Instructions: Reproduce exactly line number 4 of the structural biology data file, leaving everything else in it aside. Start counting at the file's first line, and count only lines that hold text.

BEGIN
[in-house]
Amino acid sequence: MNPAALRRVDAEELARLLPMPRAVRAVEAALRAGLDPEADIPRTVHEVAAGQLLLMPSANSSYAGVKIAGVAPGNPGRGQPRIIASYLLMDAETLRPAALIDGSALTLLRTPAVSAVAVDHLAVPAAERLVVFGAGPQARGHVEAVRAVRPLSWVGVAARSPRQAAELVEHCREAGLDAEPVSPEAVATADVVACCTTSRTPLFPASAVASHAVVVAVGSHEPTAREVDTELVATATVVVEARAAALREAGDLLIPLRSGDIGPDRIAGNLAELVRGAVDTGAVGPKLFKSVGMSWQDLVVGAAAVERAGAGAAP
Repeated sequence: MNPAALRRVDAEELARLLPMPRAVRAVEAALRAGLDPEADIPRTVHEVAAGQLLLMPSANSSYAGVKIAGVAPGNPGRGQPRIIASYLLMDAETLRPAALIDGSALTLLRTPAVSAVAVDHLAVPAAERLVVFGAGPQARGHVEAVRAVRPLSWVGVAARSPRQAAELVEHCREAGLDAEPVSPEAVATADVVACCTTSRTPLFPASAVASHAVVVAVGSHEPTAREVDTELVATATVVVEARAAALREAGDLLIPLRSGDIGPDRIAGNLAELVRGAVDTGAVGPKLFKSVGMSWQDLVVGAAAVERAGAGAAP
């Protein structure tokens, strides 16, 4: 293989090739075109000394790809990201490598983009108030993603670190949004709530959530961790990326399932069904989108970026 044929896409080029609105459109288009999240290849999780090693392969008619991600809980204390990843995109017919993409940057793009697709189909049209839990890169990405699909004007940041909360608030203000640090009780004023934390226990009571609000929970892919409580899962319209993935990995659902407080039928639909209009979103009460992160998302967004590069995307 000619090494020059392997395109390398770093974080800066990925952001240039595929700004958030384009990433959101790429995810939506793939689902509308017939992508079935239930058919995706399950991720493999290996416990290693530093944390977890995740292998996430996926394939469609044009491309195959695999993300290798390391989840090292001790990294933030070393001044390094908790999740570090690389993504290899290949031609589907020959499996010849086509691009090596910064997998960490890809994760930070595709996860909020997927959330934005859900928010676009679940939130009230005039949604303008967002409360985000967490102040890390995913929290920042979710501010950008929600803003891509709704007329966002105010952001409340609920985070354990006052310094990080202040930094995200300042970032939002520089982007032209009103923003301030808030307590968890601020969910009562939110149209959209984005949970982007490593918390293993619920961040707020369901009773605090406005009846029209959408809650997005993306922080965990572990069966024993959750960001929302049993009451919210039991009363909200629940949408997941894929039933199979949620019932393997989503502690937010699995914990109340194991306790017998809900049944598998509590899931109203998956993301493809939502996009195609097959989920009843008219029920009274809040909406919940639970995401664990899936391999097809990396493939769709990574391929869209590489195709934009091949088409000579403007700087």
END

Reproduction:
């Protein structure tokens, strides 16, 4: 293989090739075109000394790809990201490598983009108030993603670190949004709530959530961790990326399932069904989108970026 044929896409080029609105459109288009999240290849999780090693392969008619991600809980204390990843995109017919993409940057793009697709189909049209839990890169990405699909004007940041909360608030203000640090009780004023934390226990009571609000929970892919409580899962319209993935990995659902407080039928639909209009979103009460992160998302967004590069995307 000619090494020059392997395109390398770093974080800066990925952001240039595929700004958030384009990433959101790429995810939506793939689902509308017939992508079935239930058919995706399950991720493999290996416990290693530093944390977890995740292998996430996926394939469609044009491309195959695999993300290798390391989840090292001790990294933030070393001044390094908790999740570090690389993504290899290949031609589907020959499996010849086509691009090596910064997998960490890809994760930070595709996860909020997927959330934005859900928010676009679940939130009230005039949604303008967002409360985000967490102040890390995913929290920042979710501010950008929600803003891509709704007329966002105010952001409340609920985070354990006052310094990080202040930094995200300042970032939002520089982007032209009103923003301030808030307590968890601020969910009562939110149209959209984005949970982007490593918390293993619920961040707020369901009773605090406005009846029209959408809650997005993306922080965990572990069966024993959750960001929302049993009451919210039991009363909200629940949408997941894929039933199979949620019932393997989503502690937010699995914990109340194991306790017998809900049944598998509590899931109203998956993301493809939502996009195609097959989920009843008219029920009274809040909406919940639970995401664990899936391999097809990396493939769709990574391929869209590489195709934009091949088409000579403007700087």